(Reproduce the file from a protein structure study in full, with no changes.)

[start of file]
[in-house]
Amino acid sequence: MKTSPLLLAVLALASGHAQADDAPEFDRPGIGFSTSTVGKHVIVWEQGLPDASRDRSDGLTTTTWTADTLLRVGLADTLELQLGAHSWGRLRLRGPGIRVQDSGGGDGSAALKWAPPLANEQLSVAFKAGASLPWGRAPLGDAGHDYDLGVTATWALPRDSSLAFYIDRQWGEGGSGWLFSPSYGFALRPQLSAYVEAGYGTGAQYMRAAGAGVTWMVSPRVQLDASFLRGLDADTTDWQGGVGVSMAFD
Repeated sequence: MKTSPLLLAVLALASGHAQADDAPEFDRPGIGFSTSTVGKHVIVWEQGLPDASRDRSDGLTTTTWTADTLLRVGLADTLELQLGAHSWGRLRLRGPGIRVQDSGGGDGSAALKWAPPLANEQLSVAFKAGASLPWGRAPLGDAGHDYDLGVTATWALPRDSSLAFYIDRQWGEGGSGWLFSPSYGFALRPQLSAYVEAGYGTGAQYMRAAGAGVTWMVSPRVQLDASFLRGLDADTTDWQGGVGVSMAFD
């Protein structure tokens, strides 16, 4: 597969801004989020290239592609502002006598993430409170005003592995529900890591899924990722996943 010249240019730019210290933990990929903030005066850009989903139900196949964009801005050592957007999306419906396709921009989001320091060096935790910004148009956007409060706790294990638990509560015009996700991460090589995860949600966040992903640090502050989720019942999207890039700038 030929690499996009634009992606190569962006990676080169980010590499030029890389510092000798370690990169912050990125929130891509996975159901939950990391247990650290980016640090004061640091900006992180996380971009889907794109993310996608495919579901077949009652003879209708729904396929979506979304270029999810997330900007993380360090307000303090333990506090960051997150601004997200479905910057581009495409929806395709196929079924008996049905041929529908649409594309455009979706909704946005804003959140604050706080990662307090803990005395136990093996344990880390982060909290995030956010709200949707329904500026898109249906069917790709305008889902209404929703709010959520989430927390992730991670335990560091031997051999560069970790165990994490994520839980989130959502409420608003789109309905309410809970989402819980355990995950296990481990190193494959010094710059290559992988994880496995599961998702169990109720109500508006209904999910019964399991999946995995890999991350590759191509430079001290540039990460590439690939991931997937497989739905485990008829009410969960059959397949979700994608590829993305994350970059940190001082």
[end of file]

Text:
[in-house]
Amino acid sequence: MKTSPLLLAVLALASGHAQADDAPEFDRPGIGFSTSTVGKHVIVWEQGLPDASRDRSDGLTTTTWTADTLLRVGLADTLELQLGAHSWGRLRLRGPGIRVQDSGGGDGSAALKWAPPLANEQLSVAFKAGASLPWGRAPLGDAGHDYDLGVTATWALPRDSSLAFYIDRQWGEGGSGWLFSPSYGFALRPQLSAYVEAGYGTGAQYMRAAGAGVTWMVSPRVQLDASFLRGLDADTTDWQGGVGVSMAFD
Repeated sequence: MKTSPLLLAVLALASGHAQADDAPEFDRPGIGFSTSTVGKHVIVWEQGLPDASRDRSDGLTTTTWTADTLLRVGLADTLELQLGAHSWGRLRLRGPGIRVQDSGGGDGSAALKWAPPLANEQLSVAFKAGASLPWGRAPLGDAGHDYDLGVTATWALPRDSSLAFYIDRQWGEGGSGWLFSPSYGFALRPQLSAYVEAGYGTGAQYMRAAGAGVTWMVSPRVQLDASFLRGLDADTTDWQGGVGVSMAFD
């Protein structure tokens, strides 16, 4: 597969801004989020290239592609502002006598993430409170005003592995529900890591899924990722996943 010249240019730019210290933990990929903030005066850009989903139900196949964009801005050592957007999306419906396709921009989001320091060096935790910004148009956007409060706790294990638990509560015009996700991460090589995860949600966040992903640090502050989720019942999207890039700038 030929690499996009634009992606190569962006990676080169980010590499030029890389510092000798370690990169912050990125929130891509996975159901939950990391247990650290980016640090004061640091900006992180996380971009889907794109993310996608495919579901077949009652003879209708729904396929979506979304270029999810997330900007993380360090307000303090333990506090960051997150601004997200479905910057581009495409929806395709196929079924008996049905041929529908649409594309455009979706909704946005804003959140604050706080990662307090803990005395136990093996344990880390982060909290995030956010709200949707329904500026898109249906069917790709305008889902209404929703709010959520989430927390992730991670335990560091031997051999560069970790165990994490994520839980989130959502409420608003789109309905309410809970989402819980355990995950296990481990190193494959010094710059290559992988994880496995599961998702169990109720109500508006209904999910019964399991999946995995890999991350590759191509430079001290540039990460590439690939991931997937497989739905485990008829009410969960059959397949979700994608590829993305994350970059940190001082």